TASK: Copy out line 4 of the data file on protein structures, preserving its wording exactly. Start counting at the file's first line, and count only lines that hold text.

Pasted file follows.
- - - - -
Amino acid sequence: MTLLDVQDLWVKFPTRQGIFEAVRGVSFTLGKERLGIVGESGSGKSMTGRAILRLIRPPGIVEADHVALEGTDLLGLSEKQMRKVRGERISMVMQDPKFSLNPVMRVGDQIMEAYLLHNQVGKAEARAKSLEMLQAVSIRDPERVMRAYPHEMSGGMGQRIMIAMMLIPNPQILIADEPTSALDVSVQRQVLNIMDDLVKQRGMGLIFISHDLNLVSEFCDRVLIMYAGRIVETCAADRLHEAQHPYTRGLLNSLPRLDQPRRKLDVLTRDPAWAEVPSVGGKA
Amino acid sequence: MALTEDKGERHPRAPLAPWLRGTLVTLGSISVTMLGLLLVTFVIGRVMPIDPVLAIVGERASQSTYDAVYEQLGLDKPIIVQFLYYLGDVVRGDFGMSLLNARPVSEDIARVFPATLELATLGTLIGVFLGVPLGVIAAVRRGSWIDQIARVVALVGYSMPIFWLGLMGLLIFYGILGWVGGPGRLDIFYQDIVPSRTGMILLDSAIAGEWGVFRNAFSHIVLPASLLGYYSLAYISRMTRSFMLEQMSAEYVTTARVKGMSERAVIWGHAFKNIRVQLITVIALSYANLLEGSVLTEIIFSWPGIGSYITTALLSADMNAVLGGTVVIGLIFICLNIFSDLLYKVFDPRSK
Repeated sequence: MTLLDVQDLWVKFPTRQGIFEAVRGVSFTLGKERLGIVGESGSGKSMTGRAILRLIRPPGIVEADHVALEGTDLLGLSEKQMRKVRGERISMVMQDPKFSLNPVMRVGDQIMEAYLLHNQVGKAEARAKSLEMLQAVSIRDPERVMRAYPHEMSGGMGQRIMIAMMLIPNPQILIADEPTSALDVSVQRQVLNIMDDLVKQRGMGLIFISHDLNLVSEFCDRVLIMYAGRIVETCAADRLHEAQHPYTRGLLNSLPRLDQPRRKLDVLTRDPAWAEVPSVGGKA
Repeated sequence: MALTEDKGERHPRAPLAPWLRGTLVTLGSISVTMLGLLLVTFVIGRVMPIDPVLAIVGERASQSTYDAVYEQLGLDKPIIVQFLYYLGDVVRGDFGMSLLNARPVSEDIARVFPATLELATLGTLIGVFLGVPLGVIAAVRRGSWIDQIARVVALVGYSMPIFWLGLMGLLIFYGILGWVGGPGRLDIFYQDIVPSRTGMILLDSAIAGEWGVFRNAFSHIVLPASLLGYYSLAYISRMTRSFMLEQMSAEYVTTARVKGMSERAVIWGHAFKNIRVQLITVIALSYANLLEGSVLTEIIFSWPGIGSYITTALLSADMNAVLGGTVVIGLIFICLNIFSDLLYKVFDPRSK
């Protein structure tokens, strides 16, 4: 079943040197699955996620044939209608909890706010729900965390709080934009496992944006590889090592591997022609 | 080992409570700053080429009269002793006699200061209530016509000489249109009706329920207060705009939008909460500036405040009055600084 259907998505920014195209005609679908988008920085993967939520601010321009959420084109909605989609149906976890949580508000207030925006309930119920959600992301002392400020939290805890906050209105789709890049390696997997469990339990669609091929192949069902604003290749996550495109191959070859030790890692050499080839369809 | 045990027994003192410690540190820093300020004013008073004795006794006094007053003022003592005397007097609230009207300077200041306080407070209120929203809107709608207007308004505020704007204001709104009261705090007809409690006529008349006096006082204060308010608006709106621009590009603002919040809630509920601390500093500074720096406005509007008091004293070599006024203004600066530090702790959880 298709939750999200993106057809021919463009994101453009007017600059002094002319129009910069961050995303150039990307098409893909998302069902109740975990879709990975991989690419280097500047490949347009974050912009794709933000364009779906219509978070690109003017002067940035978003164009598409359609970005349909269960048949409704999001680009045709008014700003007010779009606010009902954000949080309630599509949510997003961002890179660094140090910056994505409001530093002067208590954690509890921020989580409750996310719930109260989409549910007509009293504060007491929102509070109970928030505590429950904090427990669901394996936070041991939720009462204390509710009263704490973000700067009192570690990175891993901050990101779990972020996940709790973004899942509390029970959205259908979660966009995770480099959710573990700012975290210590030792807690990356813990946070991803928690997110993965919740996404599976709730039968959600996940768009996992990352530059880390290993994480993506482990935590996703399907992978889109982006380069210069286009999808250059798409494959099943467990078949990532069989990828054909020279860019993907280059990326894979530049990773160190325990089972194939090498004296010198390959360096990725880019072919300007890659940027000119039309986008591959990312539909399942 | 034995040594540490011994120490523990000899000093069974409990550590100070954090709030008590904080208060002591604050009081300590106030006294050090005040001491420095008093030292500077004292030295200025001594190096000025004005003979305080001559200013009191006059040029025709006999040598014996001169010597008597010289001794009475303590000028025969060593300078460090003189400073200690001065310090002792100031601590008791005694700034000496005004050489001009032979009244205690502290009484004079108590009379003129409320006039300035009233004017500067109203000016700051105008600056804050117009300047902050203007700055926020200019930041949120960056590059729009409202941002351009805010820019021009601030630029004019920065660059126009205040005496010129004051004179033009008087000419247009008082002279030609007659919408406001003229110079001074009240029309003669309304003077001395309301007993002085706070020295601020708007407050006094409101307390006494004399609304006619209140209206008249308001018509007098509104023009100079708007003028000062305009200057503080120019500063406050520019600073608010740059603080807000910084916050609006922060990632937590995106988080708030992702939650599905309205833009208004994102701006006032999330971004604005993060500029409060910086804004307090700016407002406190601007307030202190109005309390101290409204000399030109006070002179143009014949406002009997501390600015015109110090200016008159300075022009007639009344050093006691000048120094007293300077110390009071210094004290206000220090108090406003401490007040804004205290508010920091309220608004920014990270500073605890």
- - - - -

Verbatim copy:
Repeated sequence: MALTEDKGERHPRAPLAPWLRGTLVTLGSISVTMLGLLLVTFVIGRVMPIDPVLAIVGERASQSTYDAVYEQLGLDKPIIVQFLYYLGDVVRGDFGMSLLNARPVSEDIARVFPATLELATLGTLIGVFLGVPLGVIAAVRRGSWIDQIARVVALVGYSMPIFWLGLMGLLIFYGILGWVGGPGRLDIFYQDIVPSRTGMILLDSAIAGEWGVFRNAFSHIVLPASLLGYYSLAYISRMTRSFMLEQMSAEYVTTARVKGMSERAVIWGHAFKNIRVQLITVIALSYANLLEGSVLTEIIFSWPGIGSYITTALLSADMNAVLGGTVVIGLIFICLNIFSDLLYKVFDPRSK